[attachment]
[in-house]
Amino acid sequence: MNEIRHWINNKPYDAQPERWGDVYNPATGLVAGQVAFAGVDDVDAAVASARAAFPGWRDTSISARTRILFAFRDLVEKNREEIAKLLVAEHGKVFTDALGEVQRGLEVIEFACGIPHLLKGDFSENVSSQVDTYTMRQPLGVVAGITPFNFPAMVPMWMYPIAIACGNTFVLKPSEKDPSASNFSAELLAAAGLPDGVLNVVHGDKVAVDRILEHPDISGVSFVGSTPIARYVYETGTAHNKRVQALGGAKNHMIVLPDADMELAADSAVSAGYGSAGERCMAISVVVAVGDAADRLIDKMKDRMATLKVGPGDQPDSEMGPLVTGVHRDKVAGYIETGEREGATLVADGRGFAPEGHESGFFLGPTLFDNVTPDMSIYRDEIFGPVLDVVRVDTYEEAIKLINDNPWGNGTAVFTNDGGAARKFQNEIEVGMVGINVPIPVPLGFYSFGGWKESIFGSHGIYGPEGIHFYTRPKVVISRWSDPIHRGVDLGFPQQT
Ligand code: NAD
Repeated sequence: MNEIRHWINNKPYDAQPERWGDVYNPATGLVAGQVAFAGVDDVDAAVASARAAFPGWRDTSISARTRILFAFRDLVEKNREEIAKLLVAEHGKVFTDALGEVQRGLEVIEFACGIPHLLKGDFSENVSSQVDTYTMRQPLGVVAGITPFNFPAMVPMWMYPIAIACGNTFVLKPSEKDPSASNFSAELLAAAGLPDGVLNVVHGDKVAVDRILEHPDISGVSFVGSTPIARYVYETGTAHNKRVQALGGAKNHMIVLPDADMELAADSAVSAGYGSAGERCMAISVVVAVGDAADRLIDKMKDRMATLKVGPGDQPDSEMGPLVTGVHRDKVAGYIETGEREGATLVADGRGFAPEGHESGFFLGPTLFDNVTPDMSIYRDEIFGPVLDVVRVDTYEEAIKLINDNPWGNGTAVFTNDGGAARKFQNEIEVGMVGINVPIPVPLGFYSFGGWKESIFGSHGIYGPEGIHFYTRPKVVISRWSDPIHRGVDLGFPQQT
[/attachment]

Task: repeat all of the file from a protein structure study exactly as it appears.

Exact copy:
[in-house]
Amino acid sequence: MNEIRHWINNKPYDAQPERWGDVYNPATGLVAGQVAFAGVDDVDAAVASARAAFPGWRDTSISARTRILFAFRDLVEKNREEIAKLLVAEHGKVFTDALGEVQRGLEVIEFACGIPHLLKGDFSENVSSQVDTYTMRQPLGVVAGITPFNFPAMVPMWMYPIAIACGNTFVLKPSEKDPSASNFSAELLAAAGLPDGVLNVVHGDKVAVDRILEHPDISGVSFVGSTPIARYVYETGTAHNKRVQALGGAKNHMIVLPDADMELAADSAVSAGYGSAGERCMAISVVVAVGDAADRLIDKMKDRMATLKVGPGDQPDSEMGPLVTGVHRDKVAGYIETGEREGATLVADGRGFAPEGHESGFFLGPTLFDNVTPDMSIYRDEIFGPVLDVVRVDTYEEAIKLINDNPWGNGTAVFTNDGGAARKFQNEIEVGMVGINVPIPVPLGFYSFGGWKESIFGSHGIYGPEGIHFYTRPKVVISRWSDPIHRGVDLGFPQQT
Ligand code: NAD
Repeated sequence: MNEIRHWINNKPYDAQPERWGDVYNPATGLVAGQVAFAGVDDVDAAVASARAAFPGWRDTSISARTRILFAFRDLVEKNREEIAKLLVAEHGKVFTDALGEVQRGLEVIEFACGIPHLLKGDFSENVSSQVDTYTMRQPLGVVAGITPFNFPAMVPMWMYPIAIACGNTFVLKPSEKDPSASNFSAELLAAAGLPDGVLNVVHGDKVAVDRILEHPDISGVSFVGSTPIARYVYETGTAHNKRVQALGGAKNHMIVLPDADMELAADSAVSAGYGSAGERCMAISVVVAVGDAADRLIDKMKDRMATLKVGPGDQPDSEMGPLVTGVHRDKVAGYIETGEREGATLVADGRGFAPEGHESGFFLGPTLFDNVTPDMSIYRDEIFGPVLDVVRVDTYEEAIKLINDNPWGNGTAVFTNDGGAARKFQNEIEVGMVGINVPIPVPLGFYSFGGWKESIFGSHGIYGPEGIHFYTRPKVVISRWSDPIHRGVDLGFPQQT